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Reader's question:

Last post Wed, May 5 2010 7:03 PM by LWolfT. 3 replies.
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  • Wed, May 5 2010 5:23 PM

    • Pat
    • Top 10 Contributor
    • Joined on Tue, Mar 6 2007
    • Colorado
    • Posts 14,463

    Reader's question:

    This reader has this question:

     My fiance (second marriage) and myself have been living together in my house for four years. He had his own rental house which he sold in February. My house has also just been recently sold as we purchased an acreage together. We are also getting married in August. I have two boys over 18 and he has two girls over 18. We combined both of our equities but my equity was $100k more than his. Plus I have way more money invested and in savings than he does. My question to you is...If I were to die first (or visa versa) we will be each other's beneficiaries but upon his death, how can I assure that my investments including my extra $100k will go to my kids and not his. What happens in ten years when the property value increases or decreases? If we were both to die together would our children's inheritance be split equally? Should I leave my savings and retirement accounts to my kids and not to my husband? Taxwise, I know it's more beneficial to leave to your spouse than your kids. What should I do?

    What would you advise her?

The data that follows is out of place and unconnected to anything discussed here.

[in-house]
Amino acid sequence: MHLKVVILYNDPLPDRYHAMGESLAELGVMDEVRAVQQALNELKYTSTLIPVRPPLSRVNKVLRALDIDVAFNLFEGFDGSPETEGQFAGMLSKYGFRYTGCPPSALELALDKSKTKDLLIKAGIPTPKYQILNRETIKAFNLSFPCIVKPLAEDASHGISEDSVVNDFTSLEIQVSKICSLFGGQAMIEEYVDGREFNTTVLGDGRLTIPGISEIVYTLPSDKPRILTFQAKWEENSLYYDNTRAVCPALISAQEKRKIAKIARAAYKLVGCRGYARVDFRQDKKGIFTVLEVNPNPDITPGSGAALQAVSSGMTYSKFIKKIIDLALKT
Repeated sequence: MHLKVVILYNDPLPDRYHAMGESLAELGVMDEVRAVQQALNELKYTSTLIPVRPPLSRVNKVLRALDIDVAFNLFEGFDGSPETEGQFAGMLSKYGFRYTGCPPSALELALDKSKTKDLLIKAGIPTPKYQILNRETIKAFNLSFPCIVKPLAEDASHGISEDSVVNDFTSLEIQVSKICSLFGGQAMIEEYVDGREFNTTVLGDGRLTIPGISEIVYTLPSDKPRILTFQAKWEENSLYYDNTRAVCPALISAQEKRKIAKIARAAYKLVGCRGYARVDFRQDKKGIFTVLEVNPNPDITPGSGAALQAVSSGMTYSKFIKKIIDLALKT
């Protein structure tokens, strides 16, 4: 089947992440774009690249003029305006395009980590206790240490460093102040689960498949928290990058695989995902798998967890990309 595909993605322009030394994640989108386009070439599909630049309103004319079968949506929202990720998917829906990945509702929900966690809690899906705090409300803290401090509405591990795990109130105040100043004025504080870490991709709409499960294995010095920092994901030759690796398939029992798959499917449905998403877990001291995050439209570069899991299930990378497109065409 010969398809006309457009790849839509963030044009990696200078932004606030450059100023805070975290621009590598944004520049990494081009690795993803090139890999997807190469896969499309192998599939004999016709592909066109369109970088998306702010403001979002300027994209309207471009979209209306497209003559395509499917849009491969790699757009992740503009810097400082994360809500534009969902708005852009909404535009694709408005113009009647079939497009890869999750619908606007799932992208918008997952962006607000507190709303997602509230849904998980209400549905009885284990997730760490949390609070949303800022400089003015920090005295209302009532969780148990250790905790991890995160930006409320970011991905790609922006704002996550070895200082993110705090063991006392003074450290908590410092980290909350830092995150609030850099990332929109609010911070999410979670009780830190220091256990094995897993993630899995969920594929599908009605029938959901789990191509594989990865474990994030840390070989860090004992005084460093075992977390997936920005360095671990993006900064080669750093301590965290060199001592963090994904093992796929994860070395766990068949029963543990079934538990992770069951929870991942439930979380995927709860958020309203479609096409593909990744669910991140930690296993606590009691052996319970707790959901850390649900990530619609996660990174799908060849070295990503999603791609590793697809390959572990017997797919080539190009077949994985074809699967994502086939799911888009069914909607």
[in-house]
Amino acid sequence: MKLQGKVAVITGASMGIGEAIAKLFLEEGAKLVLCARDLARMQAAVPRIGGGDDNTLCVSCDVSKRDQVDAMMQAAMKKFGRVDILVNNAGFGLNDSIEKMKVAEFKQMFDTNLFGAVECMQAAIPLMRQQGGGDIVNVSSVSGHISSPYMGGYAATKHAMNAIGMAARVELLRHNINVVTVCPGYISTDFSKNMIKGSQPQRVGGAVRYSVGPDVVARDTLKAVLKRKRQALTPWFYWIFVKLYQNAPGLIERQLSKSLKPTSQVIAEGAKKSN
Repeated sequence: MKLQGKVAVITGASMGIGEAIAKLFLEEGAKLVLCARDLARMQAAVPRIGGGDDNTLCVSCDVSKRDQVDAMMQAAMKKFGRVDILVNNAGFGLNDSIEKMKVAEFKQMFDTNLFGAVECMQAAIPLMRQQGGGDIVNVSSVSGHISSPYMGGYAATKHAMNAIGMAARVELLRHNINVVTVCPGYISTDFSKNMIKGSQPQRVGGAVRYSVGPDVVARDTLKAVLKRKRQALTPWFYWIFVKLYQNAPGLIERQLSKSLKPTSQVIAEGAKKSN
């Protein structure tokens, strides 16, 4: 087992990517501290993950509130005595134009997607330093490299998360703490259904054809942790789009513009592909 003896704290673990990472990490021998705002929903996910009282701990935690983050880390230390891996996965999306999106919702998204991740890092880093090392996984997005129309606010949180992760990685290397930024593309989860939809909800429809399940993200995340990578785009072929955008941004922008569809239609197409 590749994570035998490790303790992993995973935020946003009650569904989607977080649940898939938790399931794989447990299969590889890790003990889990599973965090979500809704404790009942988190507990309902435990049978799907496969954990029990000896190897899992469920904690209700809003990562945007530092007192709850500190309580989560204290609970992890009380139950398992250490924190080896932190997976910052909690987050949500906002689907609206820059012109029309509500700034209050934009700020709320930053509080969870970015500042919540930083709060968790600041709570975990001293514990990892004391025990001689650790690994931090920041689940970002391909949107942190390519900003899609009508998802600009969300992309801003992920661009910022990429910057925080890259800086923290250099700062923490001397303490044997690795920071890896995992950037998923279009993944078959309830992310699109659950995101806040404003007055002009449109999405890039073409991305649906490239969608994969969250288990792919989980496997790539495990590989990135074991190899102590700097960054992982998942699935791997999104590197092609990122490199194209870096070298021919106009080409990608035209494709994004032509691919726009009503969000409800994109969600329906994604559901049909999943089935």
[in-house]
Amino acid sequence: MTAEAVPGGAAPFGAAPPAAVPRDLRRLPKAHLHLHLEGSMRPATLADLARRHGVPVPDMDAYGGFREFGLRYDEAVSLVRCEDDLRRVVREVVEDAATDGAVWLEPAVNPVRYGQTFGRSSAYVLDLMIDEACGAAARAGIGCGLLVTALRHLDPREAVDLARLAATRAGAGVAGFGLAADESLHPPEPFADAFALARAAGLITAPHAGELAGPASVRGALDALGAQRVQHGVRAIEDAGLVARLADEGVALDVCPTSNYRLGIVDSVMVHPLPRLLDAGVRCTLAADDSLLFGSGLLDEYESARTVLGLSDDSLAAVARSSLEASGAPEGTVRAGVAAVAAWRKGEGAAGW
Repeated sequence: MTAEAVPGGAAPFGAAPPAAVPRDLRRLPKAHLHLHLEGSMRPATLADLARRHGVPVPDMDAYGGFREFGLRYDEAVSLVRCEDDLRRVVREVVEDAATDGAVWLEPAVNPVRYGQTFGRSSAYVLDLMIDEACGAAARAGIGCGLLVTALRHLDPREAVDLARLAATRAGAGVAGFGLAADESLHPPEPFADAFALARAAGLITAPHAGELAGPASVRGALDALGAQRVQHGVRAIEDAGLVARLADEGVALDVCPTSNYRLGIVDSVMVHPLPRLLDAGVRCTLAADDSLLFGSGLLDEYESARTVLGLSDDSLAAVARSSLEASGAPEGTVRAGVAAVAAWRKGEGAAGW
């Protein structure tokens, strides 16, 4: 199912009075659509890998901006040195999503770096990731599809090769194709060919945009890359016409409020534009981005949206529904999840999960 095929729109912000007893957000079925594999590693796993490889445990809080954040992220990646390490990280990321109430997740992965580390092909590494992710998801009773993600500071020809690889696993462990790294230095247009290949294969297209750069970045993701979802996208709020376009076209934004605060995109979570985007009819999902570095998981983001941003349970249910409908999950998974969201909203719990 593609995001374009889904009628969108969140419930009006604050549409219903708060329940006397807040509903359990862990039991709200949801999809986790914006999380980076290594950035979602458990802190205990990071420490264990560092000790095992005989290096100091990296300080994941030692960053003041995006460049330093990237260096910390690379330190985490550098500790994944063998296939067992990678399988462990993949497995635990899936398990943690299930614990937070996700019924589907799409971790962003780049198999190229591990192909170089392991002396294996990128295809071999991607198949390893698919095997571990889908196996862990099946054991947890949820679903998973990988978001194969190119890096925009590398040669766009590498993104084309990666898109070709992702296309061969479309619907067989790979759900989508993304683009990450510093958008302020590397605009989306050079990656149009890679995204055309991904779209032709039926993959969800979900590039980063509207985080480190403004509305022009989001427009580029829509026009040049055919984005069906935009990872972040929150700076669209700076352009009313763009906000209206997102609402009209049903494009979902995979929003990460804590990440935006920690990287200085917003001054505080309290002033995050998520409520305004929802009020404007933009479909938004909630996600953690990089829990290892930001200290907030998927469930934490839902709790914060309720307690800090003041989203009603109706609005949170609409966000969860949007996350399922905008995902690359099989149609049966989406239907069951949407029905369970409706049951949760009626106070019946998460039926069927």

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  • Wed, May 5 2010 6:24 PM In reply to

    Re: Reader's question:

    Each state has different laws regarding estates like this. Some states are considered community property states, where you and he own everything jointly. Other states are not community property states, and that might complicate your situation. I'd suggest contacting an attorney that specializes in wills, trusts, and estates to be sure your wishes are carried out.


  • Wed, May 5 2010 6:35 PM In reply to

    • Toni B.
    • Top 25 Contributor
    • Joined on Sat, Apr 5 2008
    • Seneca Falls NY
    • Posts 3,826

    Re: Reader's question:

    Without knowing what state you're residing in and other information, its too difficult to pass on specific advice. You do need to contact a good (highly recommended) family attorney. They generally start by giving you a questionnaire to fill out so they can figure out how best to serve your needs. Generally you get to determine what how your assets are split. DH & I had our Wills, Power of Attorneys, & Medical POA's done for $300. I recommend you do some reading before you decide how you want to make your decisions. I highly recommend a book called "Inheritance Hijackers" by Robert C. Adamski who talks about the things to consider when you make a will and how to secure the outcome. While the book is about people who try to steal inheritances (family & strangers) it has some very strong advice about what to look for in an attorney and the right questions to ask when making a will and considering the future. It would be helpful in your situation because there are so many other family members to consider when making a will. Its a book worth owning.
    Officially Recognized Stretchpert in Stages of Life
  • Wed, May 5 2010 7:03 PM In reply to

    Re: Reader's question:

      I join the 'get an attorney' crowd. State laws differ on these things.   Consider it a good investment to pay a lawyer to do a will for you.

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